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Publication numberUS5603646 A
Publication typeGrant
Application numberUS 08/617,588
Publication dateFeb 18, 1997
Filing dateMar 19, 1996
Priority dateMar 19, 1996
Fee statusLapsed
Publication number08617588, 617588, US 5603646 A, US 5603646A, US-A-5603646, US5603646 A, US5603646A
InventorsCharles S. Tobias
Original AssigneeTobias; Charles S.
Export CitationBiBTeX, EndNote, RefMan
External Links: USPTO, USPTO Assignment, Espacenet
Expedition jacket
US 5603646 A
A protective expedition jacket, including a vest with emergency inflation bladder; detachable sleeves secured to the vest sides and a full length waterproofing bib and storm collar secured to the front of the vest. The inflatable flotation bladder is supported within the vest back and extends through the shoulders to the left and right side of the vest front with an inflation valve extending through the vest front beneath a detachable tear-away cover.
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I claim:
1. An inflatable and protective expedition jacket comprising:
a. a vest having a body portion adapted for the human torso and including a back and a front, said back extending laterally to a left side and a right side of said front and extending vertically via a shoulder portion to said left side and right side of said front, so as to define a central vertically extending front opening, as well as neck and arm apertures, said front further including;
i. side entry hand warming pockets defined in the left side and the right side of said front;
ii. a plurality of utility pockets defined upon the exterior of said front and including at least one pocket having a mesh ventilating cover, at least one waterproof zippered pocket having a water impervious lining and at least one bellows pocket configured in said front and having an access zipper defined at one side and on top of said bellows pocket, and
iii. horizontal reinforcing stitching defined at the left and right side of said jacket front, as well as horizontal reinforcing stitching extending across the top back of said jacket;
b. detachable sleeves attached to said body portion around each of said arm apertures;
c. a full length bib and releasable closure secured to said left front and right front inwardly of said front opening;
d. a storm collar secured around the neck aperture as an extension of said full length bib;
e. an inflatable flotation bladder supported within said back and extending through said shoulder portion to said left side and right side of said front with an inflation valve extending outwardly of said front and a detachable exterior tear-away cover positioned upon said front, so as to protect said inflation valve; and an emergency pocket supporting a manual inflation tube and valve extending outwardly of said flotation bladder and an inflation cartridge and emergency actuating valve supported so as to extend outwardly of said flotation bladder beneath said tear-away cover;
f. an outer storm-flap with complementary fastening secured to each side of said front opening, so as to overlie said full length bib and closure and further including a storm collar positioned adjacent said outer storm flap adjacent said neck opening and a hood secured within an encircling pocket defined in said storm collar;
g. a sleeveless liner with vertical front closure detachably secured to the interior of said back and said front;
h. an extra protective layer secured by said reinforcing stitching at the top and extending to a game pocket defined in a lower portion of said back, and
i. at least one utility shackle secured to said front of said jacket.
2. An inflatable and protective expedition jacket as in claim 1, including at least one utility shackle secured to said front of said jacket.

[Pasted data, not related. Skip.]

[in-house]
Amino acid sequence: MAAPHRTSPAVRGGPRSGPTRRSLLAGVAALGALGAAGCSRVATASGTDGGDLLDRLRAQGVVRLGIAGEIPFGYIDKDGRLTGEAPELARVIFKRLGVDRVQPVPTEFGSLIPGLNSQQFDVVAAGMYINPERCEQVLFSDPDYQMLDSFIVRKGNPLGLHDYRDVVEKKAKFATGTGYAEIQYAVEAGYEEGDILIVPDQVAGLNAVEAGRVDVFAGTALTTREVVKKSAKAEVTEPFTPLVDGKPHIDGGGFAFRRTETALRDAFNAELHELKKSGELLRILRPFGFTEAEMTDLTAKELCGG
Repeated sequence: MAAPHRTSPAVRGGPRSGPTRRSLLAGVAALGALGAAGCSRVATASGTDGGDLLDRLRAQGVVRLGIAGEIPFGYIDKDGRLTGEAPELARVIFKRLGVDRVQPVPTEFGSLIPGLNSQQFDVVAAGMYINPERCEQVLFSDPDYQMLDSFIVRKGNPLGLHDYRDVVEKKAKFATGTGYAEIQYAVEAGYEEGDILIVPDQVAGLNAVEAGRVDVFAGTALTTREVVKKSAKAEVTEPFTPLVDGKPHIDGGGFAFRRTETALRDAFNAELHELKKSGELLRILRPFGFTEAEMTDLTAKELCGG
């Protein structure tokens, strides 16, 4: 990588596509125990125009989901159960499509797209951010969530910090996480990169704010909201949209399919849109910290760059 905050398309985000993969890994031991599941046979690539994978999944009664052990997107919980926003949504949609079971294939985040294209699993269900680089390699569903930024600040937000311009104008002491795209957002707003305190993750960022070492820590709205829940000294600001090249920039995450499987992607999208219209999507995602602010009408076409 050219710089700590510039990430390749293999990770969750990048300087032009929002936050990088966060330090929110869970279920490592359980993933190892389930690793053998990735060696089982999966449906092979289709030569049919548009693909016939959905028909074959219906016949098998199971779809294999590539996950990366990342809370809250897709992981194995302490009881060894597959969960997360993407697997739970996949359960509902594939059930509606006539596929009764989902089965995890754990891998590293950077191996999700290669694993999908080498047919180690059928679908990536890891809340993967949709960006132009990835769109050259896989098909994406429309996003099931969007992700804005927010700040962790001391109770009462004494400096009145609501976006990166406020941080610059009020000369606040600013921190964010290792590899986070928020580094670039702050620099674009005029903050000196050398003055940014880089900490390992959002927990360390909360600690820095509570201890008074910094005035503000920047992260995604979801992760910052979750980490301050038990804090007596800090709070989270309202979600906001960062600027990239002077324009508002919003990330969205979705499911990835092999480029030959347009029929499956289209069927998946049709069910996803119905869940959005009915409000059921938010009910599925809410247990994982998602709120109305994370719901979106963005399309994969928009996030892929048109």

A companion application to Expedition Jacket (Design Ser. No. 29/047,184), filed Nov. 28, 1995.


1. Field of the Invention

Outdoor, waterproof jackets featuring an emergency inflatable vest. The jacket front includes a detachable covering panel which enables immediate access to manual and CO2 cartridge inflation components. The jacket is especially designed for heavy duty wear, such as in ocean sailing.

2. Description of the Prior Art

Primary references:

2,425,206 RIPLEY

3,199,128 NOJD

3,362,034 OLDHAM

3,441,963 STEINTHAL

4,137,586 EVERT

4,673,366 HAWKINS

Secondary references:

141,631 COGSWELL

252,828 WILLIAMS

1,155,207 BROKAW

1,160,252 BROKAW

1,162,214 BODDY et al.

2,607,934 BAILHE

3,019,459 RIPLEY

3,266,069 O'LINK

The foregoing patents are discussed in a INFORMATION DISCLOSURE STATEMENT, being separately filed.


The present expedition jacket is characterized by its rugged, waterproofing and protective features, as well as a hidden emergency inflatable vest. The jacket may be stripped of its sleeves, such that the torso portion of the jacket may serve as a photographer's vest. The front of the jacket includes an inner waterproofing bib and outer storm flaps, as well as a plurality of utility pockets and an attached "D" ring and snap shackle. The jacket may be fabricated from microfiber, an extremely tightly woven blend of nylon and cotton, rendering the jacket wind and water resistant.

The jacket front features an emergency pocket with detachable cover which supports a manual inflation tube, as well as a CO2 inflation cartridge and activating device and a whistle. These emergency elements are accessed simply by ripping the panel free of its VELCROŽ-type securement.


FIG. 1 is a front elevation of the expedition jacket, as conformed to the human torso.

FIG. 2 is a front elevation of the expedition jacket, showing the double storm flap opened, so as to reveal the vertically extending inner bib.

FIG. 3 is a front elevation showing the expedition jacket in vest mode with the sleeves removed.

FIG. 4 is a front elevation of the expedition jacket in vest mode, showing the front storm flaps and the vertical bib opened with sleeves removed.

FIG. 5 is a left hand elevation of the expedition jacket, showing the back panel open gusset and left sleeve pocket for pens.

FIG. 6 is a right hand elevation showing the back panel with open gusset.

FIG. 7 is a rear elevation showing the reinforced horizontal stitching between sleeve openings and the lower "game pocket" 82.

FIG. 8 is a rear elevation of the expedition jacket in vest mode with sleeves removed and showing deployment of the hood.

FIG. 9 is a rear elevation of the expedition jacket in vest mode with the hood stored within a zippered collar closure.